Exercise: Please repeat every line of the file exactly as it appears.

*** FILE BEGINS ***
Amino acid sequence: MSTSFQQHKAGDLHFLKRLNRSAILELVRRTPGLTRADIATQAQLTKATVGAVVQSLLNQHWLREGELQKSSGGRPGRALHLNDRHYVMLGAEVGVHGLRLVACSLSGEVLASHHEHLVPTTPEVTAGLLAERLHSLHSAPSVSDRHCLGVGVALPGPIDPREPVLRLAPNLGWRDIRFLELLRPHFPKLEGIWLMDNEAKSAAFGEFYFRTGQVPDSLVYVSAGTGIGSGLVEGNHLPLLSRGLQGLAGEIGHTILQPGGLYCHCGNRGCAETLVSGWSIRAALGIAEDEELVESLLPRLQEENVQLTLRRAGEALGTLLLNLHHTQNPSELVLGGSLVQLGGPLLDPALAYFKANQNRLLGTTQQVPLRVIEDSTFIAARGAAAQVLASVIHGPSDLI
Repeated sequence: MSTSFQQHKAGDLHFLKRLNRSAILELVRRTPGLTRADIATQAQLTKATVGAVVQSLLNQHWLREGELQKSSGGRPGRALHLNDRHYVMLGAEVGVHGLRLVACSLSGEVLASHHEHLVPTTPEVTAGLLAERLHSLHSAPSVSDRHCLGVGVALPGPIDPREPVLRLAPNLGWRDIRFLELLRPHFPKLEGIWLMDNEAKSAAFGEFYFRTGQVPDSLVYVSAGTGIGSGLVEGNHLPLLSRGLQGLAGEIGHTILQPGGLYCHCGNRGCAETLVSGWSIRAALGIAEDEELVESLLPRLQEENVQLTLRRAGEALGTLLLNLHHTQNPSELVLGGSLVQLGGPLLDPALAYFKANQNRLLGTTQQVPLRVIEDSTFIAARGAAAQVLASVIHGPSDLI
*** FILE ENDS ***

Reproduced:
Amino acid sequence: MSTSFQQHKAGDLHFLKRLNRSAILELVRRTPGLTRADIATQAQLTKATVGAVVQSLLNQHWLREGELQKSSGGRPGRALHLNDRHYVMLGAEVGVHGLRLVACSLSGEVLASHHEHLVPTTPEVTAGLLAERLHSLHSAPSVSDRHCLGVGVALPGPIDPREPVLRLAPNLGWRDIRFLELLRPHFPKLEGIWLMDNEAKSAAFGEFYFRTGQVPDSLVYVSAGTGIGSGLVEGNHLPLLSRGLQGLAGEIGHTILQPGGLYCHCGNRGCAETLVSGWSIRAALGIAEDEELVESLLPRLQEENVQLTLRRAGEALGTLLLNLHHTQNPSELVLGGSLVQLGGPLLDPALAYFKANQNRLLGTTQQVPLRVIEDSTFIAARGAAAQVLASVIHGPSDLI
Repeated sequence: MSTSFQQHKAGDLHFLKRLNRSAILELVRRTPGLTRADIATQAQLTKATVGAVVQSLLNQHWLREGELQKSSGGRPGRALHLNDRHYVMLGAEVGVHGLRLVACSLSGEVLASHHEHLVPTTPEVTAGLLAERLHSLHSAPSVSDRHCLGVGVALPGPIDPREPVLRLAPNLGWRDIRFLELLRPHFPKLEGIWLMDNEAKSAAFGEFYFRTGQVPDSLVYVSAGTGIGSGLVEGNHLPLLSRGLQGLAGEIGHTILQPGGLYCHCGNRGCAETLVSGWSIRAALGIAEDEELVESLLPRLQEENVQLTLRRAGEALGTLLLNLHHTQNPSELVLGGSLVQLGGPLLDPALAYFKANQNRLLGTTQQVPLRVIEDSTFIAARGAAAQVLASVIHGPSDLI